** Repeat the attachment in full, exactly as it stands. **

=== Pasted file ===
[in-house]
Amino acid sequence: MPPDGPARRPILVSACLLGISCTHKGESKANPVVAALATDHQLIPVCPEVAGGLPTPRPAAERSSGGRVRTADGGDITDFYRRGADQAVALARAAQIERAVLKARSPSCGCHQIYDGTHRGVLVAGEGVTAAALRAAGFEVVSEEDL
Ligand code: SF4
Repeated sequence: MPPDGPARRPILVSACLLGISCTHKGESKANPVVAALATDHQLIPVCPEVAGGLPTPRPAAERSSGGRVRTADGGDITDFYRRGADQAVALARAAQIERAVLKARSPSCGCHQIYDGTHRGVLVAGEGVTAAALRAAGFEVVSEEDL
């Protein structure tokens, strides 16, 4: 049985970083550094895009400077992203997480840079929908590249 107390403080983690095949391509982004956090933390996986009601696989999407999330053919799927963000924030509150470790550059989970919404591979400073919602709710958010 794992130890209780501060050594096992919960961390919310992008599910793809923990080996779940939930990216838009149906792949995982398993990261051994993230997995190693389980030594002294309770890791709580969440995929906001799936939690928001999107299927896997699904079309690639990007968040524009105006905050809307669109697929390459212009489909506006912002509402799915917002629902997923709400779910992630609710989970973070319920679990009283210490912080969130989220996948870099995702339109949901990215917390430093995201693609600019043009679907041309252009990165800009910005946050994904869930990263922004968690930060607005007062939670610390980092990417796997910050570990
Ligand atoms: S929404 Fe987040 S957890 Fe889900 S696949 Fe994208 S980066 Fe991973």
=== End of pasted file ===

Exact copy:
[in-house]
Amino acid sequence: MPPDGPARRPILVSACLLGISCTHKGESKANPVVAALATDHQLIPVCPEVAGGLPTPRPAAERSSGGRVRTADGGDITDFYRRGADQAVALARAAQIERAVLKARSPSCGCHQIYDGTHRGVLVAGEGVTAAALRAAGFEVVSEEDL
Ligand code: SF4
Repeated sequence: MPPDGPARRPILVSACLLGISCTHKGESKANPVVAALATDHQLIPVCPEVAGGLPTPRPAAERSSGGRVRTADGGDITDFYRRGADQAVALARAAQIERAVLKARSPSCGCHQIYDGTHRGVLVAGEGVTAAALRAAGFEVVSEEDL
């Protein structure tokens, strides 16, 4: 049985970083550094895009400077992203997480840079929908590249 107390403080983690095949391509982004956090933390996986009601696989999407999330053919799927963000924030509150470790550059989970919404591979400073919602709710958010 794992130890209780501060050594096992919960961390919310992008599910793809923990080996779940939930990216838009149906792949995982398993990261051994993230997995190693389980030594002294309770890791709580969440995929906001799936939690928001999107299927896997699904079309690639990007968040524009105006905050809307669109697929390459212009489909506006912002509402799915917002629902997923709400779910992630609710989970973070319920679990009283210490912080969130989220996948870099995702339109949901990215917390430093995201693609600019043009679907041309252009990165800009910005946050994904869930990263922004968690930060607005007062939670610390980092990417796997910050570990
Ligand atoms: S929404 Fe987040 S957890 Fe889900 S696949 Fe994208 S980066 Fe991973």